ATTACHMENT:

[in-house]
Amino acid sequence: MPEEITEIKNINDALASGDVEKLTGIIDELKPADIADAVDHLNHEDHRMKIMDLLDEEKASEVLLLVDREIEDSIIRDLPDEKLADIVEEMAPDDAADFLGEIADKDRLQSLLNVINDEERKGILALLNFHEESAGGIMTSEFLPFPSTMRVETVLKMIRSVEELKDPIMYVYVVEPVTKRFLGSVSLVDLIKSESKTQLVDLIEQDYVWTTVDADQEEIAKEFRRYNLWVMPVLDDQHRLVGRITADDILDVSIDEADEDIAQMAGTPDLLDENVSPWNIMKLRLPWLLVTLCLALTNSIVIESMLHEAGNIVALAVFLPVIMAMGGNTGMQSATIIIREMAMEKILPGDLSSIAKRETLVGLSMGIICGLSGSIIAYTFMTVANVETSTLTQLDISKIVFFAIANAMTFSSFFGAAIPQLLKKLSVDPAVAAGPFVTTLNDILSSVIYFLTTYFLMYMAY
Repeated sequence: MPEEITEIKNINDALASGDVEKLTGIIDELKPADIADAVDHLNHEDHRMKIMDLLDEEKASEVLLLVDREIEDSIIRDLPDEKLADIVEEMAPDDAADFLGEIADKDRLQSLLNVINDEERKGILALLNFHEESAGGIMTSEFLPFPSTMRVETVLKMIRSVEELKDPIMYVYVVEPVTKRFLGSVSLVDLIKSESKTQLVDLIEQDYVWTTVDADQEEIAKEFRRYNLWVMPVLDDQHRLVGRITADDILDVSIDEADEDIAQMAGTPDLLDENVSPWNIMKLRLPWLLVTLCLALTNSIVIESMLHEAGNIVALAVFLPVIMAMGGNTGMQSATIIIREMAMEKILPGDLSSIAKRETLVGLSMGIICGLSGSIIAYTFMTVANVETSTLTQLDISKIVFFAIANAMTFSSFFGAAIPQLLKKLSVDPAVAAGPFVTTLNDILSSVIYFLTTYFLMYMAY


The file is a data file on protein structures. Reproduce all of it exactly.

[in-house]
Amino acid sequence: MPEEITEIKNINDALASGDVEKLTGIIDELKPADIADAVDHLNHEDHRMKIMDLLDEEKASEVLLLVDREIEDSIIRDLPDEKLADIVEEMAPDDAADFLGEIADKDRLQSLLNVINDEERKGILALLNFHEESAGGIMTSEFLPFPSTMRVETVLKMIRSVEELKDPIMYVYVVEPVTKRFLGSVSLVDLIKSESKTQLVDLIEQDYVWTTVDADQEEIAKEFRRYNLWVMPVLDDQHRLVGRITADDILDVSIDEADEDIAQMAGTPDLLDENVSPWNIMKLRLPWLLVTLCLALTNSIVIESMLHEAGNIVALAVFLPVIMAMGGNTGMQSATIIIREMAMEKILPGDLSSIAKRETLVGLSMGIICGLSGSIIAYTFMTVANVETSTLTQLDISKIVFFAIANAMTFSSFFGAAIPQLLKKLSVDPAVAAGPFVTTLNDILSSVIYFLTTYFLMYMAY
Repeated sequence: MPEEITEIKNINDALASGDVEKLTGIIDELKPADIADAVDHLNHEDHRMKIMDLLDEEKASEVLLLVDREIEDSIIRDLPDEKLADIVEEMAPDDAADFLGEIADKDRLQSLLNVINDEERKGILALLNFHEESAGGIMTSEFLPFPSTMRVETVLKMIRSVEELKDPIMYVYVVEPVTKRFLGSVSLVDLIKSESKTQLVDLIEQDYVWTTVDADQEEIAKEFRRYNLWVMPVLDDQHRLVGRITADDILDVSIDEADEDIAQMAGTPDLLDENVSPWNIMKLRLPWLLVTLCLALTNSIVIESMLHEAGNIVALAVFLPVIMAMGGNTGMQSATIIIREMAMEKILPGDLSSIAKRETLVGLSMGIICGLSGSIIAYTFMTVANVETSTLTQLDISKIVFFAIANAMTFSSFFGAAIPQLLKKLSVDPAVAAGPFVTTLNDILSSVIYFLTTYFLMYMAY